“If you have a very good relationship with a drug rep then you are more likely to know more about that product.”
HB: From a trust perspective, do you think that pharma companies supply information in a transparent way?
DB: Well yes and no. I think that the pharmaceutical companies supply information, however, you can put the focus on the more advantageous things – maybe you necessarily don’t want to hide the pitfalls of any product. So it’s transparent, but obviously there is subjectivity. Sometimes the information presented is the one that is more positive about the product, and maybe the more negative information is obviously less publicised.
HB: Other than drug information, what else is or could be provided by pharma companies to support your work or create better interactions?
DB: One of the things that pharmaceutical companies have done is trying to support doctors attending educational meetings, and conferences, and I actually think that’s something that is important to maintain. Because in these conferences or meetings it’s not just what the speakers or the results that they may be presenting, but it’s also the interaction with other colleagues about their own experiences with different drugs, and with different patients that really gives you a lot of information about the experiences of other colleagues. And also you can then pass the information collected during your own experience on to other colleagues, and I found that has enriched my practice.
“I think quick and easy access to the information from the pharmaceutical company is very important.”
HB: What one thing could pharma companies provide you with through your engagement with them that would be most useful in the future?
DB: I think access to the product information – that’s one of the things that I found really helpful. Also, practical support in the way that maybe you may have considered to use a product in a particular type of patient, but you might need some extra information about safety or efficacy in that particular type of patient. And I think quick and easy access to the information from the pharmaceutical company is very important. Also, the sponsorship and the promotion of educational meetings, attendance to conferences and scientific meeting is what traditionally the pharmaceutical industry has been involved with. I think that’s also important.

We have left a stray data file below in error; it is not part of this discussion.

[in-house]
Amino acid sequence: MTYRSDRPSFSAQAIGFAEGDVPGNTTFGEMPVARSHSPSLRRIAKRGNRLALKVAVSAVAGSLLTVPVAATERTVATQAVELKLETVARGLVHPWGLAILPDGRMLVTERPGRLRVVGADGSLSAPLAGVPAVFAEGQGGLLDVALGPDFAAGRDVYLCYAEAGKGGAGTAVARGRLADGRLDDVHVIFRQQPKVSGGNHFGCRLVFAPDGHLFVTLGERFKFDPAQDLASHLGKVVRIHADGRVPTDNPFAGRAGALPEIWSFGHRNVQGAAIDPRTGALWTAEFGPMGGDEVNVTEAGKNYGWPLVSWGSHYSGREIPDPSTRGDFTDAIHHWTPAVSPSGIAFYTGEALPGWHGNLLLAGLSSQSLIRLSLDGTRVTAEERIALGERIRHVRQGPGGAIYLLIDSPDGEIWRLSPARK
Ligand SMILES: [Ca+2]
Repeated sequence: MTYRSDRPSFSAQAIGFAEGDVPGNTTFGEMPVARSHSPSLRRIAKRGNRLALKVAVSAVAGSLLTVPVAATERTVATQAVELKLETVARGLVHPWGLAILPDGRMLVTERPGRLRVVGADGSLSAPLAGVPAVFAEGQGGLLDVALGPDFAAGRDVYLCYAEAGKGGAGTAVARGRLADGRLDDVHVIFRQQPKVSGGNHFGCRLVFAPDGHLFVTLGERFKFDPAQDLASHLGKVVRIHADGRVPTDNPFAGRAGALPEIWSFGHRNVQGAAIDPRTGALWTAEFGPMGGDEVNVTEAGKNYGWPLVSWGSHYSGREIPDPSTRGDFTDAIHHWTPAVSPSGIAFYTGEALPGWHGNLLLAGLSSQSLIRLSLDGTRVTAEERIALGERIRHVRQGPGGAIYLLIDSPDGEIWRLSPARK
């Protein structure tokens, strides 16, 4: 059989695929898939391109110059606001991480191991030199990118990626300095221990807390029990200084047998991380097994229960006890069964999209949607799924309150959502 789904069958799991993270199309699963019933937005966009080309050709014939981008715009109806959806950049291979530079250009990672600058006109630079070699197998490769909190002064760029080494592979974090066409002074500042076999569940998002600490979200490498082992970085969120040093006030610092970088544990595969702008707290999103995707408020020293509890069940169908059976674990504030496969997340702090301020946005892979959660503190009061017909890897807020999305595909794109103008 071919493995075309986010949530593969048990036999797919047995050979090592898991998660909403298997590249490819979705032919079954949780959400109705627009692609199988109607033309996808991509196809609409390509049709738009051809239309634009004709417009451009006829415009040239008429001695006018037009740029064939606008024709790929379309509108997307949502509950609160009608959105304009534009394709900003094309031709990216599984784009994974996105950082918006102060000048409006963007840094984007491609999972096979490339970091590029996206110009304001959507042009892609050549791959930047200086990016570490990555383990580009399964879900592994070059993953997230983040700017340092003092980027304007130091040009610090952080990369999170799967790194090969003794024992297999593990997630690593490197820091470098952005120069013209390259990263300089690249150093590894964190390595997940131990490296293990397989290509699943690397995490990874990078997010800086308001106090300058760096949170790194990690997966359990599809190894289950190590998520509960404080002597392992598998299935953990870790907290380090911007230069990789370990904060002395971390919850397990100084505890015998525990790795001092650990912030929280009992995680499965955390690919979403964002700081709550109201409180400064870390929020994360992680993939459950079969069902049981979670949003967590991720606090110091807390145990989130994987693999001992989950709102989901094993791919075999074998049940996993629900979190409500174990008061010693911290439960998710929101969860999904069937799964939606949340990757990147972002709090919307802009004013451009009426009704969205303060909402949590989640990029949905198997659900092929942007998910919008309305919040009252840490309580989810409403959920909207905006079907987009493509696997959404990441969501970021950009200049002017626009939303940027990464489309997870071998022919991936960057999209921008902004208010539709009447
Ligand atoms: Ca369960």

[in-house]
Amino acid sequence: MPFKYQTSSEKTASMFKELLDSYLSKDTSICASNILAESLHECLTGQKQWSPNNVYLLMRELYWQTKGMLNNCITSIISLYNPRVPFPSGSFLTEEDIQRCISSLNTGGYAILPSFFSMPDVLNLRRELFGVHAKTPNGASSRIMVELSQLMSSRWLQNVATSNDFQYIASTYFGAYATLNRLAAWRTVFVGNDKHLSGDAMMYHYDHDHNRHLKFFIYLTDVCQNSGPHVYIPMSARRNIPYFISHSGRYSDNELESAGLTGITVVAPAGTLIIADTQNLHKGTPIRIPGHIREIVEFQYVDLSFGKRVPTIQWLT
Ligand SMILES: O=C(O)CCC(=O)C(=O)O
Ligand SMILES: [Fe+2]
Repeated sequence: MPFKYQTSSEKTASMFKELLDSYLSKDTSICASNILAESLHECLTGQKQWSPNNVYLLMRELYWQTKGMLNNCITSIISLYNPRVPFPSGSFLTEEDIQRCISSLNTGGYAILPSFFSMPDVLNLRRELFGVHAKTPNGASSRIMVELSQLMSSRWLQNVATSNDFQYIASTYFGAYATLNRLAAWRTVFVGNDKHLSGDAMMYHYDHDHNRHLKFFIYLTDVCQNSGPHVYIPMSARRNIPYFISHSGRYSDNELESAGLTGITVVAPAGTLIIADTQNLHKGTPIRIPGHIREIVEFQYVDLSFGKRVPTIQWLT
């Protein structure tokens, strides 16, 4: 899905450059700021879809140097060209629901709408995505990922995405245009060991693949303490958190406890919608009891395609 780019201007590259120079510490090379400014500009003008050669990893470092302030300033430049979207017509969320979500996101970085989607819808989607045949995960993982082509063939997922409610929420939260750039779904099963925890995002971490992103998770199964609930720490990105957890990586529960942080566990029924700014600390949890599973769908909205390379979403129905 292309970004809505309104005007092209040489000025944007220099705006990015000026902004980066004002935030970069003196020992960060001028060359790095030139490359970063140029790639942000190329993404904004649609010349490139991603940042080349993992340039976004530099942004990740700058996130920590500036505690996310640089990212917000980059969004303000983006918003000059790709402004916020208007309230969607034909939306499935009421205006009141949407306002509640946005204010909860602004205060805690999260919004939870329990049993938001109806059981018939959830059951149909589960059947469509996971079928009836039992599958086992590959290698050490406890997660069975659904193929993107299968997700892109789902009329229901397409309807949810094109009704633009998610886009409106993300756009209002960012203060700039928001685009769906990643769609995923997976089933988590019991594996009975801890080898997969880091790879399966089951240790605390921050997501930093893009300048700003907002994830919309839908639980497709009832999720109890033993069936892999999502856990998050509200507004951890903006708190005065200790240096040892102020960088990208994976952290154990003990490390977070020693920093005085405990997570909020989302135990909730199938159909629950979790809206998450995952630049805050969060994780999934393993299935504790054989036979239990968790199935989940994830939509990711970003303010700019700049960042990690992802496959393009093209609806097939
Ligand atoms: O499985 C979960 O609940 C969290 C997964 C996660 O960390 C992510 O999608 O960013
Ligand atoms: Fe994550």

HB: Finally, do you think that techniques, such as tele-reach detailing, and the use of iPads and calls, add value to your knowledge and interaction with pharma?
DB: In a way yes, but on another level I believe we are in such an information society that you can read articles in publications, on the internet, or you can go to the library or whatever, but at the end of the day you still need a relationship, that face-to-face interaction which is very important, because otherwise it just becomes more marketing and more publicity. The question of trust is very important.
The third interview in this series can be viewed here.
About the interviewee:
Doctor B is a female consultant who specialises in general psychiatry. She graduated from medical education in 1992 and has since also sub-specialised in addictions, child and adolescent psychiatry, learning disabilities, psychotherapy, rehabilitation psychiatry and substance misuse psychiatry, to name a few.
This article was co-ordinated by Doctors.net.uk, the UK’s largest and most active online professional network of doctors. Available to UK GMC-registered doctors in primary and secondary care, Doctors.net.uk has over 197,000 members and is an effective digital channel and a trusted and independent source of medical education, research and communication. It is used by over 43,000 doctors every day, of which, over 10,000 are GPs.
How can pharma better tailor drug information to a physician?